This is more of a place holding note-to-self but if anyone has suggestions on some writing that has already be done down this line let me know.
Can we explain the appearance of analyticity by constructing a holistic notion of synonymy?
Lets accept that the body of knowledge confronts experience as a whole.
Knowledge confronts the acceptance of statements as well. Perhaps this is reduced to the experience of “thinking that it is true that snow is white.” Perhaps on some more abstract level. Not sure it matters.
In any case two statements are synonymous if their acceptance causes identical revisions in the body of knowledge.
To accept “John is bachelor” causes identical revision as to accept “John is an unmarried man”
How can we know when revisions are identical? By the test of contradiction:
A statement S has identical revision to a statement Q iff
- The acceptance of S causes revision
- The acceptance of not-Q causes revision
- The atomistic acceptance of [S, not-Q] causes no revision
I accept that “John is a bachelor” and my body of knowledge adjusts to accommodate this proposition.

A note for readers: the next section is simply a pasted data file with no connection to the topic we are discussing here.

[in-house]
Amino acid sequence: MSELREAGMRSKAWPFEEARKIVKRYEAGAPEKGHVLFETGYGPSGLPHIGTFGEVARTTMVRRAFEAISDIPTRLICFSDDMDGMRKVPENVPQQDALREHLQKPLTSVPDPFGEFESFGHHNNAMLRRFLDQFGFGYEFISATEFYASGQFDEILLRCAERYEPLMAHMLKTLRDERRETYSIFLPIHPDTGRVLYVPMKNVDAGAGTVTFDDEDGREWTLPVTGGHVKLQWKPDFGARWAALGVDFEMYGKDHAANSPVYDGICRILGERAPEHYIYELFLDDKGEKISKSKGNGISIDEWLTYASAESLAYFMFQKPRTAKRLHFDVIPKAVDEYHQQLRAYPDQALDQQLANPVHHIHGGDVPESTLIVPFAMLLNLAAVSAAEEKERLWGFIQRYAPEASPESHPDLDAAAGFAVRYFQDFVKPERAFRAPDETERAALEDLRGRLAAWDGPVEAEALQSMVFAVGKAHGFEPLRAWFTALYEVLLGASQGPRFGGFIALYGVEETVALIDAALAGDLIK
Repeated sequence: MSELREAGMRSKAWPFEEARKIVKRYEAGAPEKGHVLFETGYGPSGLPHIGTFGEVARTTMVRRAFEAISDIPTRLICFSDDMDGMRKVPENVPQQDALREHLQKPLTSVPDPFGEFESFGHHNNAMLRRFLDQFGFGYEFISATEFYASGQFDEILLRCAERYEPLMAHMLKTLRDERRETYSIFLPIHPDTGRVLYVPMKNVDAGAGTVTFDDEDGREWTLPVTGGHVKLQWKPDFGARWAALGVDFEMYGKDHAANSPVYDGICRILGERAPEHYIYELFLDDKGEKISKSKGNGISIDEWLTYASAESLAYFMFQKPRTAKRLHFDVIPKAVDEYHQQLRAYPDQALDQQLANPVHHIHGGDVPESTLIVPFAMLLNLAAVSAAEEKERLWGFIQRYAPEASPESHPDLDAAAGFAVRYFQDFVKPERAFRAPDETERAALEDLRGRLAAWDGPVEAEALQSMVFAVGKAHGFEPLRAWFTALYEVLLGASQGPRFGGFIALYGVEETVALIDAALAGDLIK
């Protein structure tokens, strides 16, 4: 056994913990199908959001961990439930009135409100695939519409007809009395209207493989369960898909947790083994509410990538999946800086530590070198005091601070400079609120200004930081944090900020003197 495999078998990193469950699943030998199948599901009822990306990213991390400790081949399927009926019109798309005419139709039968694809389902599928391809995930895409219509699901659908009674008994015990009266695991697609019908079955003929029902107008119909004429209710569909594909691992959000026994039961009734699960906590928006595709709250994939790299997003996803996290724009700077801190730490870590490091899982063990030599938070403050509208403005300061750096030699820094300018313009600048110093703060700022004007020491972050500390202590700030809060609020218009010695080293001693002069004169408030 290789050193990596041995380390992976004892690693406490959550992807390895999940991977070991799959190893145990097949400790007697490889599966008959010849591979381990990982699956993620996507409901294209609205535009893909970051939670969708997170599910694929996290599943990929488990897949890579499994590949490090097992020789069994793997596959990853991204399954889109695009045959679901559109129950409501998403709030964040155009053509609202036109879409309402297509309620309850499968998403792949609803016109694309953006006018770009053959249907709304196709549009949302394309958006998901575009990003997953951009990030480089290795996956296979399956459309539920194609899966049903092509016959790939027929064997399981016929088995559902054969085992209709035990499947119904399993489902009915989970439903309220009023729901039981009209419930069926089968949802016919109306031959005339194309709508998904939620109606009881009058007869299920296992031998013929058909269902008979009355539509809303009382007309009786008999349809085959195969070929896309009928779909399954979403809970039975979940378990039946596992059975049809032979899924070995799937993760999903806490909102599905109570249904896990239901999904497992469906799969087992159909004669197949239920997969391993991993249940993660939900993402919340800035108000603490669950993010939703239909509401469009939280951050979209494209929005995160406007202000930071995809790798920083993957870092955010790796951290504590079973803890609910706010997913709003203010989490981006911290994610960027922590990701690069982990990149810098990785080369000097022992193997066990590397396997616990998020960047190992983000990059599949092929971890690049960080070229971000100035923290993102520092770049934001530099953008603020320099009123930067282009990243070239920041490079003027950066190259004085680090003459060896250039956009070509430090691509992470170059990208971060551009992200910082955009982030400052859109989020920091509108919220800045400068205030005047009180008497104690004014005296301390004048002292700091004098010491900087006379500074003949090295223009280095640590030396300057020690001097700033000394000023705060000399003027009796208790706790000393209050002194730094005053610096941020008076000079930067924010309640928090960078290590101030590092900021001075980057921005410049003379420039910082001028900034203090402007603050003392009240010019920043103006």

I accept that “John is not an unmarried man” and my body of knowledge adjusts to accommodate this proposition.
If I accept “John is a bachelor. John is not an unmarried man” no net adjustment occurs to my body knowledge.
The second acceptance has undone the first acceptance and left no change.
Thus these two statements are contradictory. If a statement is contradictory with the logical inverse of another statement then the two statements are synonymous.
Now analytic statements are simply statements which pick out synonymy.
We have just discovered that “John is a bachelor” contradicts “John is not an unmarried man”
We can conclude John is a bachelor is synonymous with “ It is not the case that John is not an unmarried man”
Pass through to “John is an unmarried man”
Now, “John is a bachelor” is synonymous with “John is an unmarried man”
Such a condition tells us that the predicates are a two-tuple under analyticity.
So we may write Analytic(“is a bachelor” , “is an unmarried man”)
This is equivalent to saying the statement “A bachelor is an unmarried man” is analytic.
Simple tests seem to confirm:
[S,not-S] always contradicts thus statements are synonymous with themselves.
Logically analytic statements always contradicts thus S and not(not-S) are always synonymous.
Creature with kidney, creature with a heart does not contradict under the above test.
- “John is a creature with a kidney” implies revision
- “John is not a creature with a heart” implies revision
- “John is a creature with a kidney. John is not a creature with a heart” implies revision.
- No contradiction.
Do we have at least the appearance of analyticity?
Note: there is a problem with acceptance and revision but I think this can be cleared up by requiring only one candidate statement to induce revision and then making synonymy reflexive.